“Life’s a cake,” screams frontman Glenn Wild in “GROTH’s album opener, which is defined as to act in a manner showing that you are frustrated, annoyed, or angry. Not only do you feel every bone in your body rattling along with the drums, every blood cell vibrating to each frivolously deranged guitar pluck, but you’re transported to another musical dimension transcend- ing the noise garbage, which is falsely forced upon you daily. You feel something again. You feel the noise, its detached vigour; each band member with an instrument in one hand, and a ‘Holsten Pils’ in the other.

“If you’re going to try, go all the way. This could mean losing girlfriends, wives, relatives, jobs and
maybe your mind.”—Bukowski, Roll of Dice

Originating from a warehouse in Hackney Wick, London and formed in the summer of last year, they played their first show, for Aza Shade’s (Manflu) birthday. The previous winter saw them record a 27 minute improvised EP called Cosmic Grit in Red Bull Studios for designer Liam Hodges. The band has several side projects attached to them, such as homemade instruments made by housemate Morten Jorgensen, some of which are crafted from toilet seats, skateboards and old pieces of wood. The bassist, Conrad Armstrong, also runs a personalized leather jacket company with artist Nuha Ruby Ra, called Peacecore.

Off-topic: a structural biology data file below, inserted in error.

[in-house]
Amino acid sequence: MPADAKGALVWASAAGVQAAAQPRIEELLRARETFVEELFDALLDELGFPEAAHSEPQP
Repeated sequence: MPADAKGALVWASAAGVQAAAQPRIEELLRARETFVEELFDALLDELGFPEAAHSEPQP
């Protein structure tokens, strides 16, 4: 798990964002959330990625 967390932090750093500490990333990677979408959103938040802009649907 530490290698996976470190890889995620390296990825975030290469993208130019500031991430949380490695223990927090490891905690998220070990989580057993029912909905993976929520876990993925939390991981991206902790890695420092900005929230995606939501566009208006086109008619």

They don’t do things the conventional way, and their music certainly emits a flame of energy that stirs something within you—things that are easily numbed by the world we’re sur- rounded by (reference their collage in response to the inter- view questions). Living together as a band clearly influences their music, it’s tight, self-possessed and the blurred vivacity they exude is beyond what you’d expect. An index of psychotic sounds grouped together, enveloping you in a trance-like state, forgetting your surroundings and leaving you swimming in their clever manipulation of the fuzz. Exposed wails and cries can be heard through the guitars, gathered anguish through the drums and the anticipation emitted among the group.

“Go all the way.
It could mean not eating for 3 or 4 days. It could mean freezing on a
park bench.
It could mean jail,
it could mean derision, mockery,
Isolation is the gift,
all the others are a test of your endurance, of
how much you really want to
do it.
And you’ll do it
despite rejection and the worst odds and it will be better than anything else
you can imagine.”—Bukowski, Roll of Dice

The vocalized shouts and screams fuse this psychedelic musical riot as one, gifting you sense of their sounds and a meaning behind the trance-like state by which you’ve been conquered. Being trapped in the haze of Puffer’s haze is nothing short of revolutionary, pushing and shoving you until, eventually, you wake up and open your eyes.



Text by Katia Ganfield
Photography by Ben Palmer